I think the industry has been struggling with MEC because nobody could come up with the applications that could produce the revenue numbers that the carriers would need. But if you come at it from a cost-saving perspective, you can justify the platform.

Video services account for 80 percent of mobile network traffic today and that doesn’t look set to change. If you can break that out as quickly as possible and offload it from the operator’s licensed network elements, that reduces costs. So as part of the vEPC functionality, we developed a virtual Media Breakout Controller that does just that. It’s essentially a mobile edge computing application that allows early offload. We’ve shown that if you can offload just 40 percent of video traffic, the edge computing deployment pays for itself in one year and operators can defer capacity investments in the mobile core by more than two years. That also shows the number of unprofitable traffic operators that are carrying over an archaic architecture. Another application we’re working on puts video optimization algorithms at the edge of the network, which results in more than a 20 percent improvement in cell site capacity.

The point is that these two applications alone justify the placement of compute functionality at the mobile edge. And once cost savings are realized, operators then have an edge compute foundation upon which to build new revenue-generating services. Once operators are virtualized, they can quickly deploy new services. The big question for operators over the next couple of years is, are they ready to challenge their legacy systems and reinvent themselves? 

It’s not easy for large, legacy businesses to change quickly. What opportunities do operators have for reinventing themselves?

Remember that 5G is an evolution, not a revolution. Operators can evolve their networks one site at a time. The challenge is that on one hand, they need to reduce costs and deliver new services, but on the other hand, they need to protect features and functionality from current suppliers. At some point, they’ll decide to stop paying to maintain proprietary hardware-based solutions and invest in 5G-ready virtualized software solutions. They’re thinking: when is the right time to take on the risk of new technology? Part of the answer is when they have the right software skillsets in their organizations to support the new opportunities. And again, that is starting to happen.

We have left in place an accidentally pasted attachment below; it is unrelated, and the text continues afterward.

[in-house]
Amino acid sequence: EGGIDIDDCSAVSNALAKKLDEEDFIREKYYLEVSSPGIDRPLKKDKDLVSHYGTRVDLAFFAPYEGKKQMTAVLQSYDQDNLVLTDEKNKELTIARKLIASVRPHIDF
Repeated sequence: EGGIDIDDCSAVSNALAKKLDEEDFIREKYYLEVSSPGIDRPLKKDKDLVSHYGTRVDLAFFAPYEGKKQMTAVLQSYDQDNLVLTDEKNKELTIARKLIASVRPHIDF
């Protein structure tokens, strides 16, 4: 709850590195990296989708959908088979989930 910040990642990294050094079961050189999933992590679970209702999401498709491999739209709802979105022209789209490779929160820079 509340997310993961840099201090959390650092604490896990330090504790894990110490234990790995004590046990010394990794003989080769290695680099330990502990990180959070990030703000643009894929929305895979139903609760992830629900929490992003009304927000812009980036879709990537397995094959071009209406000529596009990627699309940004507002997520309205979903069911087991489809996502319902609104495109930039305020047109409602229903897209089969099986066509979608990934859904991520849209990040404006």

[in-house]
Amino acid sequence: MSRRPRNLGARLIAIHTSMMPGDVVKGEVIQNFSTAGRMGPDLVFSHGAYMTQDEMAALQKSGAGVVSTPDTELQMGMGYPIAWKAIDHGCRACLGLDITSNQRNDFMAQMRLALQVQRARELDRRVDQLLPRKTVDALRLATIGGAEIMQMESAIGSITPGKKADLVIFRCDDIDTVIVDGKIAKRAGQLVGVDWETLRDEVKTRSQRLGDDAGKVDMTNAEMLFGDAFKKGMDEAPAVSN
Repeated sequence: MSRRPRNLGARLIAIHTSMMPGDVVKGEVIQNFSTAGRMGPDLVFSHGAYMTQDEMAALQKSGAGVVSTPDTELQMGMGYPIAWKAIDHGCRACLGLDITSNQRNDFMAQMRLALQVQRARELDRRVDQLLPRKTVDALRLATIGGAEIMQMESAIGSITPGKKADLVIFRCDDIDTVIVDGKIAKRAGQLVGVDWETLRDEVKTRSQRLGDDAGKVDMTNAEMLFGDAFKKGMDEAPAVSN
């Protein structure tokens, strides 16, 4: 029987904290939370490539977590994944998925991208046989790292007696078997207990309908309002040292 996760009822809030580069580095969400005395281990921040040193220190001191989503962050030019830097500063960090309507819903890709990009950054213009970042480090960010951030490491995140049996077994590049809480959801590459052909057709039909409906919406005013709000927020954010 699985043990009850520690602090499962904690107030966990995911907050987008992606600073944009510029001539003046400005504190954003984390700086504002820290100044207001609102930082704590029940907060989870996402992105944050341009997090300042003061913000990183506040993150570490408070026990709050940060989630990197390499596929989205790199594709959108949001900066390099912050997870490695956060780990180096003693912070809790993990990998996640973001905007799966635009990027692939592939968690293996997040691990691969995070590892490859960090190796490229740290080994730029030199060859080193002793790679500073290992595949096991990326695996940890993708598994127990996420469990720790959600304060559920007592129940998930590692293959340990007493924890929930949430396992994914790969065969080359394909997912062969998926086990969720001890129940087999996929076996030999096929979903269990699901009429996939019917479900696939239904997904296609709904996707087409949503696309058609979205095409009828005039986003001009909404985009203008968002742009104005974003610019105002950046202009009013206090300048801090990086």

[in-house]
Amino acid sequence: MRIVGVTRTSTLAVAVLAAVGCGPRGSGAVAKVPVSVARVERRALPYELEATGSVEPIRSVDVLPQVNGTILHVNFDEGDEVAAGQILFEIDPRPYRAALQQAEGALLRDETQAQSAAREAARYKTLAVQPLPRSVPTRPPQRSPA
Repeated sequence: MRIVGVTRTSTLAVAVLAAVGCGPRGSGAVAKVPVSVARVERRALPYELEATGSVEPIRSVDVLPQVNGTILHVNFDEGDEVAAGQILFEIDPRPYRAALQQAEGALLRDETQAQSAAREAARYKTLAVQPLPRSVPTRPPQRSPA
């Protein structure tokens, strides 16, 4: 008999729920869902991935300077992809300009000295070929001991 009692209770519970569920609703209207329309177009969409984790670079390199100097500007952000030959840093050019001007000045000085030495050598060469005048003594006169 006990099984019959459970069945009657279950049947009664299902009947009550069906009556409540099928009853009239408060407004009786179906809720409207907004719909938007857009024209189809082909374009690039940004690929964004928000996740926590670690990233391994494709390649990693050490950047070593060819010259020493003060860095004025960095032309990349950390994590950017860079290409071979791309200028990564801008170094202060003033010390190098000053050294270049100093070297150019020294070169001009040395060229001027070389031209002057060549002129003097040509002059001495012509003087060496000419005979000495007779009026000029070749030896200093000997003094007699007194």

In the US, the availability of CBRS spectrum is going to reinvigorate the mobile services market. The spectrum will be freely available to any entrepreneur. Along with the ability to deploy low-cost, stand-alone private networks at enterprises, this spectrum is likely to unleash disruptive service models.

We’ve talked a lot about cost savings, but is that enough to transform network economics?

No. Operators can’t survive simply by taking costs out of the network. Revenue generation and protection are equally important. Mavenir has developed some of the most innovative new services, such as Multi-ID virtual lines and mobile-first unified communications and Messaging as Platform capabilities. Each service leverages mobile operators’ existing network assets to create differentiated new services.

Beyond that, we also ensure those revenues are protected from security threats. We have a messaging firewall that uses artificial intelligence and machine learning to detect and block spam messages. We also have a signaling security firewall that detects and blocks denial-of-service (DOS) attacks, protects privacy, and identifies fraud.

Altogether, we are everything from the app on the handset right the way through to the ability to deliver all the results of that app in a secure and cost-efficient way. Operators don’t have to wait for 5G to get the benefits of virtualization. They can start today. As a nimble, software company ourselves, our solutions are helping mobile operators transform network economics through cost savings, revenue-generating services, and revenue protection capabilities.


John Baker
John Baker
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John Baker

John Baker is the Senior Vice President of Business Development at Mavenir. A veteran of the mobile industry, board member for 5G Americas, and sought-after industry speaker, John Baker leads the Business Development team at Mavenir, intent on disrupting the market by transforming operator network economics.

A visionary and driving force behind Mavenir’s business strategy, John is at the forefront of the company’s drive to change operator views on wireless infrastructure deployment—promoting a software-focused approach to innovation, with no ties to supporting legacy hardware.

Prior to joining Mavenir, John held senior positions with leading wireless companies, including: 

  • GM Mobility Infrastructure at Spirent Communications 
  • VP& GM Network Solutions atCommScope 
  • VP & GM Base Stations at Nokia
  • VP of Technology and Chief Technology Officer at Pacific Bell Mobile Services 

John also contributed significantly in the development of the GSM standards. He graduated with an Honors Degree in Electrical Electronic Engineering from Loughborough University in Leicestershire, UK. John is frequently quoted in major wireless industry publications including Wireless Week, Fierce Wireless, Light Reading, SDX Central, RCR Wireless and Mobile World Live.